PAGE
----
The National Sailing Academy: from vision to Olympic venue
A presentation to APM Wessex Branch by John Tweed, CEO of Weymouth and Portland National Sailing Academy, on 20 November 2012 at the Ageas Bowl.
Those of us that braved the storms and M27 knew we were in for a treat as Trevor Marshall introduced the speaker who had been involved with the sailing academy from 1999, through and beyond the Olympics. John had previously presented as the Development Director in September 2005, two months after the Olympic bid was won.
With the glorious summer to mind and our mantra all projects succeed it was great to hear how the highly successful programme had evolved from a vision, through the early funding phase and initial development, had seized the opportunity as an international venue for the Olympics, beefing up the local economy and for team GBR (five medals) and the Paralympics (2 medals and a first Paralympic Gold for GB)! We cheered in unison: indeed this was success, driven refreshingly by a not for profit organisation, presented with understatement (how very British!) and with real legacy. Surprisingly, the Olympic sailing event was by no means the largest sailing event held in Weymouth, we were intrigued.
The not for profit company was formed in 1999, as RNAS Portland ran down, with a view to forming a centre of excellence in the 2,500 acre harbour benefitting clean south-westerlys and a low tidal range. Trials were run for the Sydney Olympics in March 2000 using the white hanger building (backdrop of fuel tanks). The RN base was then sold to the South West Development Agency who gave the new Academy three years to fundraise (8m raised) and obtain consents (constraints of environmental sensitivity etc.) for the new blue building with 320 dinghy parkings. The royal opening in 2005 was timed to perfection ahead of the Olympic vote for London.
IOC requirements were outlined by John. These included an extensive slipway built with 90,000 tonnes of Portland quarry waste, clearance of the fuel farm, increasing the dinghy parkings to 630 and additional pontoon moorings. The Olympic sailing courses included three in the bay, plus a medal course close inshore with vantage points and one course within the harbour. Dean and Dyball was the Main Contractor. Advantage was taken of commercial buy-in for a new breakwater and marina, also housing and a school used for the athletes. John also outlined the issues of providing infrastructure and accommodation where the normal population amounts to 67,000 and, of course, broad-reaching (time to lean to windward) stakeholder management.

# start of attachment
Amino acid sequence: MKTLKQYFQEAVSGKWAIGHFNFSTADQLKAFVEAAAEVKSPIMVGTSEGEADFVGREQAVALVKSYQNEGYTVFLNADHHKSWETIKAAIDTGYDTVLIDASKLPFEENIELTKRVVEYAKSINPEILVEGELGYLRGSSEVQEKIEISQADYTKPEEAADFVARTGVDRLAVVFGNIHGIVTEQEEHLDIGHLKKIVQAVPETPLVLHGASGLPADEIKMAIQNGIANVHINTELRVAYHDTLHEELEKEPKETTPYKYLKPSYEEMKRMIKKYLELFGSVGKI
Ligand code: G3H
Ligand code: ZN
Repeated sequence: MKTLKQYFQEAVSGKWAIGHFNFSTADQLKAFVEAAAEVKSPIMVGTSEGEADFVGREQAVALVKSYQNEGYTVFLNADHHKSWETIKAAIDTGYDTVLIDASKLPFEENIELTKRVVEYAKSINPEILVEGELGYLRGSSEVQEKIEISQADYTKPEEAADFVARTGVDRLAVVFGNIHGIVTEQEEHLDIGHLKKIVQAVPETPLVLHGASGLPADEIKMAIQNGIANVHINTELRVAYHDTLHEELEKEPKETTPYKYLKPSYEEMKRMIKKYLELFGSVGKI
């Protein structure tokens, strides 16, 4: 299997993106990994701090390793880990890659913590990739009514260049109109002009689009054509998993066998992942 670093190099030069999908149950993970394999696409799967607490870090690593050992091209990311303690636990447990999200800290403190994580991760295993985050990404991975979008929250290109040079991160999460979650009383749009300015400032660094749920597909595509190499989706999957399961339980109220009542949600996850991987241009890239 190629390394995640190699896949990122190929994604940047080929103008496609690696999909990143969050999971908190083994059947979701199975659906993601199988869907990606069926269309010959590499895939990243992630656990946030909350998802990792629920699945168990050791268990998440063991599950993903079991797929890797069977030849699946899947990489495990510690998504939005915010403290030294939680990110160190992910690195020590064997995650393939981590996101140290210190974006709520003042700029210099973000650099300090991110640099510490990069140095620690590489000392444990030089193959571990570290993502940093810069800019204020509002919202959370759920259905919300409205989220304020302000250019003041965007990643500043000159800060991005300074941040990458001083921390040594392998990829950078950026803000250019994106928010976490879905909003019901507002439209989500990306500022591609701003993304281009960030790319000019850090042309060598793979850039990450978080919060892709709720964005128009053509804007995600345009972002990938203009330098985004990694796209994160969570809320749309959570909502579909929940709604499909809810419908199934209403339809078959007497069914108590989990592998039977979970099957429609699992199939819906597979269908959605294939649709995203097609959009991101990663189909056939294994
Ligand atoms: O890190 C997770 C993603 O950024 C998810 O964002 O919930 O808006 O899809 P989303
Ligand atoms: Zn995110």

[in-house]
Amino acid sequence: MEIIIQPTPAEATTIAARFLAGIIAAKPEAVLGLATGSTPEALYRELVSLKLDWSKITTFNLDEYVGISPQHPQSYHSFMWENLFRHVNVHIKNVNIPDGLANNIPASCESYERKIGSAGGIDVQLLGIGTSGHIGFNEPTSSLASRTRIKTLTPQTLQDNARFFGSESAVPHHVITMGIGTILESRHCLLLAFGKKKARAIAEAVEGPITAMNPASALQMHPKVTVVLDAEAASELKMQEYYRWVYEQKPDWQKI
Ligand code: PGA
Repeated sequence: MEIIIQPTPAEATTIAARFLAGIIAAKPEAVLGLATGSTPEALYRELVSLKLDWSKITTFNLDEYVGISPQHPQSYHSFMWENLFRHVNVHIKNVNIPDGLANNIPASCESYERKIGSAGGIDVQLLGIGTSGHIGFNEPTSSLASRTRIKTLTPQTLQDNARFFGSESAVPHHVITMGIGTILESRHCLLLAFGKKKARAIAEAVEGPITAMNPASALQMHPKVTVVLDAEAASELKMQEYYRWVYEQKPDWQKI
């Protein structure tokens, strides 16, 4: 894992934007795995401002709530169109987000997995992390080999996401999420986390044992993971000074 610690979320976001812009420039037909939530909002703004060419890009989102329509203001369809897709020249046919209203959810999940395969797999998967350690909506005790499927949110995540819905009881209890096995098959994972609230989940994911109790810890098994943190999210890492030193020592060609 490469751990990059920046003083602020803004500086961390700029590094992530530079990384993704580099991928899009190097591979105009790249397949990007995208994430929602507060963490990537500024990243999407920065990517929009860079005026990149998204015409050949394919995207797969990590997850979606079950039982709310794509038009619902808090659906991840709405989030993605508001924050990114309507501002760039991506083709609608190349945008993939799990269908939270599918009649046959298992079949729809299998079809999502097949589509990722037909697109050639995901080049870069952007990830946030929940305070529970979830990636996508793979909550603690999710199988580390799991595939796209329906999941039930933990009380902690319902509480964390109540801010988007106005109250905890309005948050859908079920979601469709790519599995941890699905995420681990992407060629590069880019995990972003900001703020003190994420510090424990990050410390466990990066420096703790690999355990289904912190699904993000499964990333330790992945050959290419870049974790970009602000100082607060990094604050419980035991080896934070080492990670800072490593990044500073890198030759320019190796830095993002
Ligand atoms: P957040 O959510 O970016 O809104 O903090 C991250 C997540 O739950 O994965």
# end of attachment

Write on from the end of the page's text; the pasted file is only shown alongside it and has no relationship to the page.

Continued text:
So that was the Olympics! But whoa there, the legacy marches on with a growing list of events and both elite and collaborative sail training.
So what were the successes, and lesser successes? John continued:
Tickets sold out for viewing areas (an innovation) and beach participation events (roll on Rio)
Bags of atmosphere with good attendance at free big-screen and cultural events although one festival went into early administration
Park and Ride worked well with 120 buses but numbers were kept down by traffic signs advising of likely delays
Good collaboration including that between local authorities and uniformed authorities which included tiered security arrangements
TEAM GB. Whoopee! A pity that access was limited to the medal awards area and that TV coverage of the Paralympics was limited
Early delivery with opportunities to run up the facilities
Legacy, on-going with talent development and partnerships
Value Engineering (Ed. Savings perhaps rather than VE and a cue for a Wessex seminar) led to reduced quality in the face of salt water, grit and wind strength
Question-time drew out the positive media focus onto the sailing. The key stakeholders were outlined: the eleven strong board which includes current Olympians, Paralympians and former Olympians, the Harbour Authority, Local Authorities, the Regional Development Authority and English Nature with issues about over-wintering birds and endangered mud worms.
Media coverage had focussed positively on the sailing and, treated to a clip from an Irish commentator, we chuckled off back into the dying storm to dream of places on an MOD70 Multihull sailing the globe bring it on!
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